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Why we need the CEFR

Posted by Frank Preiss, on 22 April 2015. Comments: 0

Personally, I don't think business is the best or main reason for learning a foreign language.

Like it or not, English is usually THE language of business. Nevertheless, across Europe and the Americas, a good command of one or other of the major European languages is a definite advantage for job-seekers, students and many other people.

Why then does the UK language-teaching community so deliberately - it seems to me - ignore the Common European Framework of Reference for Languages (CEFR)? No UK language exam is aligned to it, with the result that none of our language qualifications mean anything much to employers anywhere else in Europe.

Is this lack of interest part of our scepticism over the EU? It's certainly astonishing how few people know the difference between the 28-member EU and the 47-member Council of Europe (CoE). The CEFR is a project of the Council of Europe, not the EU, We Brits played a very big part in creating the CoE, and a significant part in developing the CEFR. It owes a lot to the work of John Trim and a team at Cambridge University that produced the Cambridge Proficiency syllabus.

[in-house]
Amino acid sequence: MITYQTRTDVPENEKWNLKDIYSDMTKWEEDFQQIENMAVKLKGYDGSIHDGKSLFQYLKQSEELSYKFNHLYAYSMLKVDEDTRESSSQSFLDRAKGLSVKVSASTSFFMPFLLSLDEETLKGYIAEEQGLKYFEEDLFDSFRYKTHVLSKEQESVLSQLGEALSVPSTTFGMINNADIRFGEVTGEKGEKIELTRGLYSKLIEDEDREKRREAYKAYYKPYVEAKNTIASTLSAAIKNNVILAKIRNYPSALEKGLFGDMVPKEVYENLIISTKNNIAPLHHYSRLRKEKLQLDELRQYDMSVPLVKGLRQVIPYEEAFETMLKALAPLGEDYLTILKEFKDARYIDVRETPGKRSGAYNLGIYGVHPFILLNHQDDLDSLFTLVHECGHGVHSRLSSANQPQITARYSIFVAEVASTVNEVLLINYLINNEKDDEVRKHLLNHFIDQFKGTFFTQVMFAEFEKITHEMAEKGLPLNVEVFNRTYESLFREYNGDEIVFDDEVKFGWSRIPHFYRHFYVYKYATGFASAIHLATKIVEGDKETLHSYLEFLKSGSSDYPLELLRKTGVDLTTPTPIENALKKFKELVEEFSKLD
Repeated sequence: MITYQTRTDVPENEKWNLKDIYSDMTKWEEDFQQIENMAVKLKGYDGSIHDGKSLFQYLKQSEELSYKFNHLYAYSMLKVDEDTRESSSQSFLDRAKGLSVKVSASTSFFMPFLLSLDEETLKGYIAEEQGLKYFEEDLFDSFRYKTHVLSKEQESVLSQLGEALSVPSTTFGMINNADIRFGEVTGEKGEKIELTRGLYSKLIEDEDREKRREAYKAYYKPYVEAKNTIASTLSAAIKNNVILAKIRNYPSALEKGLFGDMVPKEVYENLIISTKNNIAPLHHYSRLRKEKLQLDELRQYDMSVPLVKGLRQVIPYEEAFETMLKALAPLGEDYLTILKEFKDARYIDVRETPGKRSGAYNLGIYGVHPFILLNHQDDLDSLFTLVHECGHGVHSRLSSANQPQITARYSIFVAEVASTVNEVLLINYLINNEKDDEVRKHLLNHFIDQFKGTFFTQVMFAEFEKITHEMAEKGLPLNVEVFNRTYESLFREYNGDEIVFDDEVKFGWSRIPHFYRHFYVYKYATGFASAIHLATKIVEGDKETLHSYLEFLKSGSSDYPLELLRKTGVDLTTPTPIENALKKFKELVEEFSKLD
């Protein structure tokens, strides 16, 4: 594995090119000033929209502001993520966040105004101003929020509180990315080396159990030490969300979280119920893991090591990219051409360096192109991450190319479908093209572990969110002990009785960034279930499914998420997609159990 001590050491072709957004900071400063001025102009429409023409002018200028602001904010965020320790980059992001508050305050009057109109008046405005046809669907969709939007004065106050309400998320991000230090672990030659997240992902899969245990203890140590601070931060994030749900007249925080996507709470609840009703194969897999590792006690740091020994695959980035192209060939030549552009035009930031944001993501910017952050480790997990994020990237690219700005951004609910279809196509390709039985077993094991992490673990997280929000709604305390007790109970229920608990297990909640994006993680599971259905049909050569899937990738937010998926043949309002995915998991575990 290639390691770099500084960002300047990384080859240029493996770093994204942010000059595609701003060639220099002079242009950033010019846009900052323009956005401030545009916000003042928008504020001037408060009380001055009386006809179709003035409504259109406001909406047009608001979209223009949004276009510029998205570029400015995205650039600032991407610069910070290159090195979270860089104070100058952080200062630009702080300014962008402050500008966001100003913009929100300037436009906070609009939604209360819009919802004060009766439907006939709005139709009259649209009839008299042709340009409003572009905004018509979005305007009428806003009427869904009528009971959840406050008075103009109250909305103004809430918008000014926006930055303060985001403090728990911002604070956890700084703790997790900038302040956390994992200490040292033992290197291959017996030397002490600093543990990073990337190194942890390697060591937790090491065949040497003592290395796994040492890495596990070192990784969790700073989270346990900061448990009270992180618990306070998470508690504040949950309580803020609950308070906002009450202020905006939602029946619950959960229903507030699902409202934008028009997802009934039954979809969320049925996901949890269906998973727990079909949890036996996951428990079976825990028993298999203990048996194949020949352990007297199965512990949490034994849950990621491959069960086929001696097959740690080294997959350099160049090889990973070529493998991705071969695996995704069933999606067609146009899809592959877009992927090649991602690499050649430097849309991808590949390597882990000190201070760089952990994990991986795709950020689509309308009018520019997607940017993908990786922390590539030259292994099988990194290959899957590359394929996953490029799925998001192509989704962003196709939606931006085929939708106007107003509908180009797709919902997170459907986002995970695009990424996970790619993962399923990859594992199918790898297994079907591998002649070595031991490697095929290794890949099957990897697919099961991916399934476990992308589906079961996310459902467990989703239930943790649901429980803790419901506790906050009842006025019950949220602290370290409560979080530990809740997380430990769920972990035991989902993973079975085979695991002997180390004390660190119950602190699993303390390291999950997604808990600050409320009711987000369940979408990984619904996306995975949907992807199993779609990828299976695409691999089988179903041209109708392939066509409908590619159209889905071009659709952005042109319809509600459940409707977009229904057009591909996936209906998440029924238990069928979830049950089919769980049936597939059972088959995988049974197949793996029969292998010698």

The CEFR is now the standard for assessing the language competence of every candidate for just about anything, right across Europe and, increasingly, the rest of the world. By ignoring it, I believe we are seriously handicapping our students.

This is British exceptionalism gone slightly mad.

What do you think?


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